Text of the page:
Made with Xara
© Barns Green - A Local History of The Great War 2014
Return Return
Peter Gratwicke (1882-1916) - Pte 677 11 th  Bn Royal Sussex Regiment Peter   Gratwicke    was   born,   baptised   and   schooled   in   Itchingfield   and   at   the   time   of   the   1911   census   was   28   years   old,   single, working as a brick setter and living with his parents at Swains Cottage, Southwater. Signing   up   with   and   serving   alongside   his   cousin   Albert,   although   possibly   in   a   different   company,   he   would   have   also   been   in   the trenches at Le Quesnoy when Albert was killed but his luck held just a little longer. At   the   end   of   June   1916   the   11 th    Bn   was   mainly   in   a   support   role,   manning   observation   posts   and   providing   carrying   parties,   but   not engaged   in   the   main   action.   However,   at   the   Battle   of   Boar's   Head   on   30 th    June   1916   when   the   sister   Battalions   -   the   12 th    and   13 th   suffered   greatly,   the   11 th    were   asked   to   do   more   and   provided   the   stretcher   bearers   required   to   remove   the   wounded   from   the   field   of battle, and then the burial parties to bury the dead. Peter   survived   this   and   must   have   thought   that   luck   was   with   him   when   the   Battalion   were   sent   back   to   their   billets   on   the   2 nd    July   and spent   the   next   week   under   a   regime   of   cleaning   and   training.   Various   short   spells   in   the   trenches   followed   but   with   little   action reported   and   very   few   casualties   but   on   the   25 th    July   1916,   when   the   11 th    Sussex   were   in   trenches   at   Festubert,   the   CWGC   roll   states that Peter Gratwicke was killed in action. According   to   the   War   Diary,   German   snipers   were   active   during   the   day,   although   their   machine   guns   were   quiet,   and   then   at   6pm German   artillery   opened   up   on   their   positions   in   retaliation   to   an   earlier   British   artillery   bombardment.   A   five   man   patrol   was   also made   into   no   man’s   land   that   evening   and   although   there   are   no   reports   of   casualties,   Peter   Gratwicke   may   have   been   killed   by   a sniper or during the 6pm bombardment, or maybe on the patrol. Peter   was   awarded   the   British   War   and   Victory   Medals   for   his   service   and   is   buried   at   le   Touret   Military   Cemetery,   Richebourg-l’Avoue, France. He is remembered on the Southwater War Memorial.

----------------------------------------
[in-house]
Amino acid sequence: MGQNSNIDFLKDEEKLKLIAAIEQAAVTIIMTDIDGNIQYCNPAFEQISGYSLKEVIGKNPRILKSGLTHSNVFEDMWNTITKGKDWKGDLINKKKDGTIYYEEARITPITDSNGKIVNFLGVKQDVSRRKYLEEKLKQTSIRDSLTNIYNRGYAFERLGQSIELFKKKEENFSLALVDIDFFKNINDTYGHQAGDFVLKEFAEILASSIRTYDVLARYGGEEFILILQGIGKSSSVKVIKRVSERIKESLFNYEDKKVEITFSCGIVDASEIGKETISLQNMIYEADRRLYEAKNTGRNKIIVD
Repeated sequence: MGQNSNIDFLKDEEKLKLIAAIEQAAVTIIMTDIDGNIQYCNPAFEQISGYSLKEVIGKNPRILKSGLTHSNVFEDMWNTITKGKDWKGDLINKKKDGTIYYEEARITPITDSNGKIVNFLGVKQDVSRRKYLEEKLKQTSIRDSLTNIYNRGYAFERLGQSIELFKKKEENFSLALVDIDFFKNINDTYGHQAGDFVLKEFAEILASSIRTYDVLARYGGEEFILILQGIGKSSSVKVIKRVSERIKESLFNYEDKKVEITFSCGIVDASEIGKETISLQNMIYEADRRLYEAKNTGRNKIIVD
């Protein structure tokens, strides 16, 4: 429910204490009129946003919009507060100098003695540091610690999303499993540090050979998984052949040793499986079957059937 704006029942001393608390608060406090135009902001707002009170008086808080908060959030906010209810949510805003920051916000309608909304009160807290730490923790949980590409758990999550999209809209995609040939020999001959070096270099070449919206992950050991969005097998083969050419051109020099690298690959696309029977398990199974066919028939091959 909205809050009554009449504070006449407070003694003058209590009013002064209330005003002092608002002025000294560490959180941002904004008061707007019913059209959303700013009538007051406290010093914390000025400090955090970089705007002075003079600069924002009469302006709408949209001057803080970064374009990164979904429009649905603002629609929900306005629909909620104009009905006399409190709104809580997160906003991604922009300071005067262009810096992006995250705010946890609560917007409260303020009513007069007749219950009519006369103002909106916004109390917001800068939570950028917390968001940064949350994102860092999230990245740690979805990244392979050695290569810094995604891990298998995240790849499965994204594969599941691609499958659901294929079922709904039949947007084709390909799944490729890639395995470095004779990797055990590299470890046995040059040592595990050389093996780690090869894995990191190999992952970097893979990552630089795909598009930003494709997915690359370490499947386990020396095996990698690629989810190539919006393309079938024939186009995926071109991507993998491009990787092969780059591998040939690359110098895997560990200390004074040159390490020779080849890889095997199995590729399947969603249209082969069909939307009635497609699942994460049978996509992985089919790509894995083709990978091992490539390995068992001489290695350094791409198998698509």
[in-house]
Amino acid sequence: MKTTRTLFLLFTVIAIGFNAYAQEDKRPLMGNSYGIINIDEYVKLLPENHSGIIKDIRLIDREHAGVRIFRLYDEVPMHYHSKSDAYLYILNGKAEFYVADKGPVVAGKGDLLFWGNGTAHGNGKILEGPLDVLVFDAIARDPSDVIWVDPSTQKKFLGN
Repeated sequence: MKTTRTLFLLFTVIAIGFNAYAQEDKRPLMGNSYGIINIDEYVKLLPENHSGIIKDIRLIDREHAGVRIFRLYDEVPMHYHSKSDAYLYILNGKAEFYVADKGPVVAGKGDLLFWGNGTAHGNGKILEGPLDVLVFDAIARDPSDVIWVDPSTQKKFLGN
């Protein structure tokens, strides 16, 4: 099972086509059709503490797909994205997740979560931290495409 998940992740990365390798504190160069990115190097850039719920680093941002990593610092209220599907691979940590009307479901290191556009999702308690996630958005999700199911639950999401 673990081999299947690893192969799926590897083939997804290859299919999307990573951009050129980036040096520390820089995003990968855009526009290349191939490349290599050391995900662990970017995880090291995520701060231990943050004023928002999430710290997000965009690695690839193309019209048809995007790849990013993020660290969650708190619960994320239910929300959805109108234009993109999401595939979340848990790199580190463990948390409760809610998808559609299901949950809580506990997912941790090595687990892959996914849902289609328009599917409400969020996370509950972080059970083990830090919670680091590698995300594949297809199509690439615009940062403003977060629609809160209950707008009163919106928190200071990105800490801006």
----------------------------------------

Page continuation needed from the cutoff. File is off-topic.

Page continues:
The Fallen